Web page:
Charity shop plea after woman ‘seen walking off with donations’ in Welwyn Garden City

PUBLISHED: 12:49 13 September 2010 | UPDATED: 13:04 13 September 2010

Cancer Research UK shop volunteers Joanna Smith, Betty McHardy-fox and Heather Burnett

Cancer Research UK shop volunteers Joanna Smith, Betty McHardy-fox and Heather Burnett

Archant

A WOMAN has been spotted apparently removing donated goods from outside a charity shop in broad daylight.

She was seen allegedly walking away with a horde of goods left outside the Cancer Research UK shop in WGC at the weekend.

And this week it was revealed it is an ongoing problem.

The incident prompted charity bosses to make this plea to residents: “Please donate your unwanted goods during shop opening hours.”

Eyewitness Wanda Hornsey contacted the Welwyn Hatfield Times after saying she saw a woman “openly going through the donations left on the doorstep”.

“I was very angry,” said Mrs Hornsey, 42.

“I confronted her about the fact she was taking from a cancer charity and she just told me she could do what she wanted and the shop just throw it all away anyway.

“I told her I knew that this was not true and that the shop manager is very careful to ensure he gets the best he can from all the items donated to the charity.

“In the end she staggered away with three huge shopping bags full and a laptop bag full of stuff too.”

Michael Bateman, manager of the Cancer Research UK shop in Howardsgate, said: “Throughout the six years I’ve been here, it’s been a problem. We’ve had numerous reports from our donators that they’ve seen people taking things from outside the shop.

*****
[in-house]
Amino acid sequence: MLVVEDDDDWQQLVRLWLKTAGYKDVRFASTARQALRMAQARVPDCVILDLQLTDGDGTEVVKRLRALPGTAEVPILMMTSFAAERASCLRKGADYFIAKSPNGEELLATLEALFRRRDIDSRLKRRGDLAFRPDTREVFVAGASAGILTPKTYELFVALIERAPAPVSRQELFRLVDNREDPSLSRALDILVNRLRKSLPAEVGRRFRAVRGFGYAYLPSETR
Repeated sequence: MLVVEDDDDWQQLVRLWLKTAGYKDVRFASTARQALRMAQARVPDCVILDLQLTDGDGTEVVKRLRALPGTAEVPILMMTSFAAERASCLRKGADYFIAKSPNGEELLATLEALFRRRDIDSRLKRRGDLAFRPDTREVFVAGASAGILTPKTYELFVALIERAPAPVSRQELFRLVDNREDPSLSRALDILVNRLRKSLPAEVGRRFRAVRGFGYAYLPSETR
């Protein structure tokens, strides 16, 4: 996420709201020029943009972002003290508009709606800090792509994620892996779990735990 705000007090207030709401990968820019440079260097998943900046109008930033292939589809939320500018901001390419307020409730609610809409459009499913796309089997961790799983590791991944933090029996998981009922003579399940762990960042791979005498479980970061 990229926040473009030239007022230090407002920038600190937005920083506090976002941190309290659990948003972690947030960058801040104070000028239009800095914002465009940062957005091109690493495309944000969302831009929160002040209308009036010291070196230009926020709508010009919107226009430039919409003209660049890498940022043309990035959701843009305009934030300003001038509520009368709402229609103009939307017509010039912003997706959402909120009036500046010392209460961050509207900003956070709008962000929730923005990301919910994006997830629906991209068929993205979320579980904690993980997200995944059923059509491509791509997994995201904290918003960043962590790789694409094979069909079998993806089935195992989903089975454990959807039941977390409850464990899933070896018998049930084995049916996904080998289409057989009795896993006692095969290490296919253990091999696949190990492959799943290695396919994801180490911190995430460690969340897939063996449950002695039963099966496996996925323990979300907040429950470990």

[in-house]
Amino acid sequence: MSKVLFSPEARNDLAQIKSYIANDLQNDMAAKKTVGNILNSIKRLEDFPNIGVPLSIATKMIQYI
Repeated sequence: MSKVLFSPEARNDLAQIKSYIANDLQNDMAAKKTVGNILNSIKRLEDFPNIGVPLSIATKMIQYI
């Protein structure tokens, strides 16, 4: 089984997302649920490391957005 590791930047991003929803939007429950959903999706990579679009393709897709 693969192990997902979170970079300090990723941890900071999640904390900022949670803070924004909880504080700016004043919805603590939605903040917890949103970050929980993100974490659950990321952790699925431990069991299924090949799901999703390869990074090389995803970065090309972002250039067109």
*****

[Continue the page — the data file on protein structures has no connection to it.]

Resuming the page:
“I think it’s totally immoral. Taking from a charity shop – it probably doesn’t get much lower than that.

“It would be most beneficial to myself and my volunteers if people could make their donations during trading hours.”

Pam Edwards, manager of the Isabel Hospice charity shop in Stonehills, agreed. “It would be beneficial if people brought their donations during opening hours,” she said.

Hertfordshire Constabulary said removing donations from outside charity shops was a crime, and anyone caught doing so would be charged with theft.

A police spokeswoman said: “Once a donation has been left outside a charity shop, it becomes the property of the shop. We would treat any reports of somebody taking those donations as theft.”

Throughout the Sainsbury’s development, parking spaces outside the charity shops in Howardsgate are designated loading bays, so that residents can park up and drop off their donations during trading hours.


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